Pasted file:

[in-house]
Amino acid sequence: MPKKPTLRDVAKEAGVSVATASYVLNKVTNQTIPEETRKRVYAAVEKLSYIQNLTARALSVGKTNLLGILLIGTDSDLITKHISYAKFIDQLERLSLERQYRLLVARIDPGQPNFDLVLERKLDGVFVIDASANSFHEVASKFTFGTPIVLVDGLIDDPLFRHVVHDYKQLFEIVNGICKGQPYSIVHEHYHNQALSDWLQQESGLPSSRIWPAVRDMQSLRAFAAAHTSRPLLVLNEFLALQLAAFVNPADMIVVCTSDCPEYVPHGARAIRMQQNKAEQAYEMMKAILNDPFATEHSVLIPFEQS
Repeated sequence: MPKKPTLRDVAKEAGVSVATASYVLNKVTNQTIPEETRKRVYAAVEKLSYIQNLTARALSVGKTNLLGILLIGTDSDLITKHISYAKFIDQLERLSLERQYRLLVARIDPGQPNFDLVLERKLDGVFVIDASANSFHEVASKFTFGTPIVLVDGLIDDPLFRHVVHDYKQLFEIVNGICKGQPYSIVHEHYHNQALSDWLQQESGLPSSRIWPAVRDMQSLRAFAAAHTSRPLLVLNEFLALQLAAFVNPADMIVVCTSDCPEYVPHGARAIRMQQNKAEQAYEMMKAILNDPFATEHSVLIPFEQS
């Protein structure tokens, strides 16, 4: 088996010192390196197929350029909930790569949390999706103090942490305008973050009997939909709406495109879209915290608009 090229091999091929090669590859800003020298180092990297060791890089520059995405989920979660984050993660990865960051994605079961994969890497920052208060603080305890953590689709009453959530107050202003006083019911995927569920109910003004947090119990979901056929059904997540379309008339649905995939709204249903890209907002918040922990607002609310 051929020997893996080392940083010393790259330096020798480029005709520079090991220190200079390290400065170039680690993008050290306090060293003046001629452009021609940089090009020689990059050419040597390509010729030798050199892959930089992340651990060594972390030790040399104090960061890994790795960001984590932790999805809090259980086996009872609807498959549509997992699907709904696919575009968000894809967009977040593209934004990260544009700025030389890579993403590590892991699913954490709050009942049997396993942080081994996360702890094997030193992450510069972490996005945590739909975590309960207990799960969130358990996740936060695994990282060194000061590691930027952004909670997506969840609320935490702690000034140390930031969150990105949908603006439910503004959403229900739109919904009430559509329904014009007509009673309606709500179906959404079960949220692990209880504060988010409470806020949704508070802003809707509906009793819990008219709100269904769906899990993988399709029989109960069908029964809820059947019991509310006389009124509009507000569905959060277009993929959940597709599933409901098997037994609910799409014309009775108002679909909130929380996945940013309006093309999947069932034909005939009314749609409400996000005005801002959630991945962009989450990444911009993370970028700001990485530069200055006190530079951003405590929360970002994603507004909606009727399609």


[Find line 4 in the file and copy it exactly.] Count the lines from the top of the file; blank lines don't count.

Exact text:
């Protein structure tokens, strides 16, 4: 088996010192390196197929350029909930790569949390999706103090942490305008973050009997939909709406495109879209915290608009 090229091999091929090669590859800003020298180092990297060791890089520059995405989920979660984050993660990865960051994605079961994969890497920052208060603080305890953590689709009453959530107050202003006083019911995927569920109910003004947090119990979901056929059904997540379309008339649905995939709204249903890209907002918040922990607002609310 051929020997893996080392940083010393790259330096020798480029005709520079090991220190200079390290400065170039680690993008050290306090060293003046001629452009021609940089090009020689990059050419040597390509010729030798050199892959930089992340651990060594972390030790040399104090960061890994790795960001984590932790999805809090259980086996009872609807498959549509997992699907709904696919575009968000894809967009977040593209934004990260544009700025030389890579993403590590892991699913954490709050009942049997396993942080081994996360702890094997030193992450510069972490996005945590739909975590309960207990799960969130358990996740936060695994990282060194000061590691930027952004909670997506969840609320935490702690000034140390930031969150990105949908603006439910503004959403229900739109919904009430559509329904014009007509009673309606709500179906959404079960949220692990209880504060988010409470806020949704508070802003809707509906009793819990008219709100269904769906899990993988399709029989109960069908029964809820059947019991509310006389009124509009507000569905959060277009993929959940597709599933409901098997037994609910799409014309009775108002679909909130929380996945940013309006093309999947069932034909005939009314749609409400996000005005801002959630991945962009989450990444911009993370970028700001990485530069200055006190530079951003405590929360970002994603507004909606009727399609």